So, I'm out antique shopping. Yes, antique shopping. I do it because, well, I love my lovely wife. I don't really know what I'm doing when I'm doing it, but I just walk around and say things like "appreciation" and "collectability" while studiously rubbing my chin. As I normally do in very large buildings, I wander away from my lovely wife like a kid in a department store stumbling away from his mother. I make my way to the second floor, turn a corner and there it was. It was the most beautiful thing I've ever seen. What I saw was the killinest, most hideous painting of a monkey that I've ever seen. In fact, it was a small orangutan in a Victorian dress with tulips stacked on her head in front of a backdrop of dense forests. And, because I'm drawn to the bizarre, I immediately begin mentally placing it somewhere in our home. Beautifully framed, I'm thinking on the mantle in the living room. My lovely wife comes around the corner to find me awestruck with my mouth at the floor, drooling over this piece. "Isn't it awesome?" She doesn't reply except with a chuckle. I tell her, "If it's $200, I'm buying it." I search on the wall and find a small card that reads, "Donald Roller Wilson $700." Oh well. A bit out of my price range. We head home.
When I arrive at the house, so with any individual that would, with such craftsmanship and skill, paint a monkey in a dress. I mean, who paints stuff like this? I google the name "Donald Roller Wilson" and, as simple as one would imagine, a site pops up. It's his site. Suddenly, I'm staring at like paintings. I open another window and do a few more searches. I find fine art reviews reading:
"Houston born and Fayetteville, Arkansas-based, Roller is a Gothic storyteller with the phenomenal technique and precision of an old master, animating his paintings with finely wrought clothed chimpanzees, dogs, and cats, wooden matches, dill pickles, asparagus stalks, olives, and cigarette butts."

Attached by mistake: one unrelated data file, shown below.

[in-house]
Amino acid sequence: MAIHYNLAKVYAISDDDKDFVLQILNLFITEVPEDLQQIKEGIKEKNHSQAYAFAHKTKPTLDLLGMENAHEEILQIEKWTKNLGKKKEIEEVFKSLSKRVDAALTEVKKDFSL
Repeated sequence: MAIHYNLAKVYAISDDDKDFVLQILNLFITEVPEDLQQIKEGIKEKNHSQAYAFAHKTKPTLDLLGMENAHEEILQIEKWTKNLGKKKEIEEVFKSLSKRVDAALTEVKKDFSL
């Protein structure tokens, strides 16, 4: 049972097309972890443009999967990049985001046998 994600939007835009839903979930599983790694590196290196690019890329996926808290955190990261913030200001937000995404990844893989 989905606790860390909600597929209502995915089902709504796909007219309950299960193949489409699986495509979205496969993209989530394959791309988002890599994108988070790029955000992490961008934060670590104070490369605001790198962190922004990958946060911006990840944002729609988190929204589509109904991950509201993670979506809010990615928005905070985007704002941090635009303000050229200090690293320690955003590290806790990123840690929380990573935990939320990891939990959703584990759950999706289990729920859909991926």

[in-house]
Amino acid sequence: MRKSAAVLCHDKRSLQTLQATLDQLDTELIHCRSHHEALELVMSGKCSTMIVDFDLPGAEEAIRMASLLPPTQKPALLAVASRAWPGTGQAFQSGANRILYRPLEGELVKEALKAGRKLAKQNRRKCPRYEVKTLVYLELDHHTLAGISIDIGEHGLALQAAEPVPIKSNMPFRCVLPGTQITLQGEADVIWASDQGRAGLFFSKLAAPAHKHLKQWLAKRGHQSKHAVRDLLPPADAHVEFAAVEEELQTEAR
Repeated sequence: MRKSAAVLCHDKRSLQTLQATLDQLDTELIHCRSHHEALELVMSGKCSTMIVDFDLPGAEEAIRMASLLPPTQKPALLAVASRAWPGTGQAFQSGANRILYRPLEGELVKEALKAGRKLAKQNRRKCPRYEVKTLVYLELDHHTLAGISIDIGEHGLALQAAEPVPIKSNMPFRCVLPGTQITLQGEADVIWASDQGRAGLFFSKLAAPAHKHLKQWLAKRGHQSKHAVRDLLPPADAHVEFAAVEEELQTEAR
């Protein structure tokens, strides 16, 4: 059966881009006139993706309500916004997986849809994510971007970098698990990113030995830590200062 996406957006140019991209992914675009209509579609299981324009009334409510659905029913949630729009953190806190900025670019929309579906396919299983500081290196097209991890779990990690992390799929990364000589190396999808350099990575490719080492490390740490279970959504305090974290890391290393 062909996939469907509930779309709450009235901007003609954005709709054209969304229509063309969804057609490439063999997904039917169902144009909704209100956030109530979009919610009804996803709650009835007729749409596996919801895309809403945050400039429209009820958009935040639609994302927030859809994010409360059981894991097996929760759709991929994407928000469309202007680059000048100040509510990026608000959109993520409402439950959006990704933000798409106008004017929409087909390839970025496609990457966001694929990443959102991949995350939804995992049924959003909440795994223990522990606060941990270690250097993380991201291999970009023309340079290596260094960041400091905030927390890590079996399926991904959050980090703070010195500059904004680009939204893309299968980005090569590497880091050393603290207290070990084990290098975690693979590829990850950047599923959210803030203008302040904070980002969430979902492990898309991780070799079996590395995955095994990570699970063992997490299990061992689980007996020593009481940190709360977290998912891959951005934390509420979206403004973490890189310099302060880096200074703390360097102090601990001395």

Dude's just sick, but as the Washington Post would remark, "One utterly forgives the painter's self-indulgences for one reason: he is technically impeccable." Further research would lead me to discover that he's had showcases in the Smithsonian and countless galleries across the nation. In fact, he's been commissioned for paintings from such celebs as Jack Nicholson, Steve Martin, Dan Ackroyd, Robin Williams to name a very few and his work has been used as cover art for two Frank Zappa records. Okay, I start thinking that I might just buy this thing.
I go to his site and see that he's charging and making about $20,000 a painting and I know I'm buying this thing.
That next day, during lunch, I go into the antique store and try to get more information on the painting without, at all, giving up anything to the store owners that would suggest that this thing might be valued at close to 30 times what they're hoping to make off of it. I'm actually nervous when I'm talking to the store owner. I'm trying not to fold, but know she might be onto me. I ask her to take the painting off the wall so that I may inspect it for markings from the artist, Donald Roller Wilson, as it claims on the wall was the individual who painted it. Upon inspecting it in the dim light, I validate it as, firstly, an original--able to identify individual brush strokes and I see a name in the bottom right corner which appears to be "Larry" in script. This brings up a number of questions. She says, "Well, I tried calling the seller, but she's not answering. Perhaps I could take down some of the questions you have and, when she calls back, I'll ask her for you." I tell her that I didn't have a problem doing that. "I wonder if she's had it appraised," she says. I hope not. I make my way back to the office and, knowing that I could just contact the artist myself and hopefully authenticate it himself, I email him.